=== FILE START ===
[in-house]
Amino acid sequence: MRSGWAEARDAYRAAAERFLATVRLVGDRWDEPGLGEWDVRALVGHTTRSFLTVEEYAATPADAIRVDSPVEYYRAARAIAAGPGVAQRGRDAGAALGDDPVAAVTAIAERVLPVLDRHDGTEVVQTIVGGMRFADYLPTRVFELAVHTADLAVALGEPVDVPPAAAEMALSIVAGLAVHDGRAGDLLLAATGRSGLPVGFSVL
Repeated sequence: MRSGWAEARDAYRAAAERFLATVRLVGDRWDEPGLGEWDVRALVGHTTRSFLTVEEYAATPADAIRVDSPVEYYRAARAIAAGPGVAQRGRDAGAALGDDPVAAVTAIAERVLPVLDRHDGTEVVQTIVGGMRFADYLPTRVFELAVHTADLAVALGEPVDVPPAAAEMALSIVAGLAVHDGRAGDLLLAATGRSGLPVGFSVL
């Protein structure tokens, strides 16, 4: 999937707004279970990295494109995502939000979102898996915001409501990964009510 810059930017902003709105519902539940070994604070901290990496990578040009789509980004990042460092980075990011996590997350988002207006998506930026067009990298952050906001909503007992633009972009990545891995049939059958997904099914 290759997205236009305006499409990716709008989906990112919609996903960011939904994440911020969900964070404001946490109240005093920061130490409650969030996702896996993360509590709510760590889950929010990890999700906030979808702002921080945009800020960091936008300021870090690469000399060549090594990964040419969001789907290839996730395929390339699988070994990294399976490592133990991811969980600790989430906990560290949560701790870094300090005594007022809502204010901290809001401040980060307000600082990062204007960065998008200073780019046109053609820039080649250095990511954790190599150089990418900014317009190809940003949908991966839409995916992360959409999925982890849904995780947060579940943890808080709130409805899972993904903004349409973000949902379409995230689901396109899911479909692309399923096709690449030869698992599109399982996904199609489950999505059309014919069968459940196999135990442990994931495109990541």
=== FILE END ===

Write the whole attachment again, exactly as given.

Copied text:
[in-house]
Amino acid sequence: MRSGWAEARDAYRAAAERFLATVRLVGDRWDEPGLGEWDVRALVGHTTRSFLTVEEYAATPADAIRVDSPVEYYRAARAIAAGPGVAQRGRDAGAALGDDPVAAVTAIAERVLPVLDRHDGTEVVQTIVGGMRFADYLPTRVFELAVHTADLAVALGEPVDVPPAAAEMALSIVAGLAVHDGRAGDLLLAATGRSGLPVGFSVL
Repeated sequence: MRSGWAEARDAYRAAAERFLATVRLVGDRWDEPGLGEWDVRALVGHTTRSFLTVEEYAATPADAIRVDSPVEYYRAARAIAAGPGVAQRGRDAGAALGDDPVAAVTAIAERVLPVLDRHDGTEVVQTIVGGMRFADYLPTRVFELAVHTADLAVALGEPVDVPPAAAEMALSIVAGLAVHDGRAGDLLLAATGRSGLPVGFSVL
């Protein structure tokens, strides 16, 4: 999937707004279970990295494109995502939000979102898996915001409501990964009510 810059930017902003709105519902539940070994604070901290990496990578040009789509980004990042460092980075990011996590997350988002207006998506930026067009990298952050906001909503007992633009972009990545891995049939059958997904099914 290759997205236009305006499409990716709008989906990112919609996903960011939904994440911020969900964070404001946490109240005093920061130490409650969030996702896996993360509590709510760590889950929010990890999700906030979808702002921080945009800020960091936008300021870090690469000399060549090594990964040419969001789907290839996730395929390339699988070994990294399976490592133990991811969980600790989430906990560290949560701790870094300090005594007022809502204010901290809001401040980060307000600082990062204007960065998008200073780019046109053609820039080649250095990511954790190599150089990418900014317009190809940003949908991966839409995916992360959409999925982890849904995780947060579940943890808080709130409805899972993904903004349409973000949902379409995230689901396109899911479909692309399923096709690449030869698992599109399982996904199609489950999505059309014919069968459940196999135990442990994931495109990541």